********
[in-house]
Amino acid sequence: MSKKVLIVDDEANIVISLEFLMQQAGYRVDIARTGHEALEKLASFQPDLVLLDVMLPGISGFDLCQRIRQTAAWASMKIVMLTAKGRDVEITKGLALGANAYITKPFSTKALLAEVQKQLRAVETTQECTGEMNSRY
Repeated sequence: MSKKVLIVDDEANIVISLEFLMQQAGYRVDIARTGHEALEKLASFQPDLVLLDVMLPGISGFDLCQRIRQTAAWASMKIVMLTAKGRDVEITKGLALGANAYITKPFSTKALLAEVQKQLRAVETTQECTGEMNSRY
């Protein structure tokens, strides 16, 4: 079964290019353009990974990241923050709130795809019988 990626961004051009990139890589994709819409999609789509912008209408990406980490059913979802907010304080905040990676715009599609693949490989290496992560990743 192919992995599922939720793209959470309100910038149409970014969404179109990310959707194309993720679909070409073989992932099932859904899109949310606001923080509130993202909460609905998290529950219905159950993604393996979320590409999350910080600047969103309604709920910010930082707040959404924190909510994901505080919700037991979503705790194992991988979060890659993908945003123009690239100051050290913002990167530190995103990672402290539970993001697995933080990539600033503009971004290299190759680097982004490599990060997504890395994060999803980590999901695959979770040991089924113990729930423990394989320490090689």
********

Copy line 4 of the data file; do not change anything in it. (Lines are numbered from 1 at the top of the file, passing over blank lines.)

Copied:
């Protein structure tokens, strides 16, 4: 079964290019353009990974990241923050709130795809019988 990626961004051009990139890589994709819409999609789509912008209408990406980490059913979802907010304080905040990676715009599609693949490989290496992560990743 192919992995599922939720793209959470309100910038149409970014969404179109990310959707194309993720679909070409073989992932099932859904899109949310606001923080509130993202909460609905998290529950219905159950993604393996979320590409999350910080600047969103309604709920910010930082707040959404924190909510994901505080919700037991979503705790194992991988979060890659993908945003123009690239100051050290913002990167530190995103990672402290539970993001697995933080990539600033503009971004290299190759680097982004490599990060997504890395994060999803980590999901695959979770040991089924113990729930423990394989320490090689």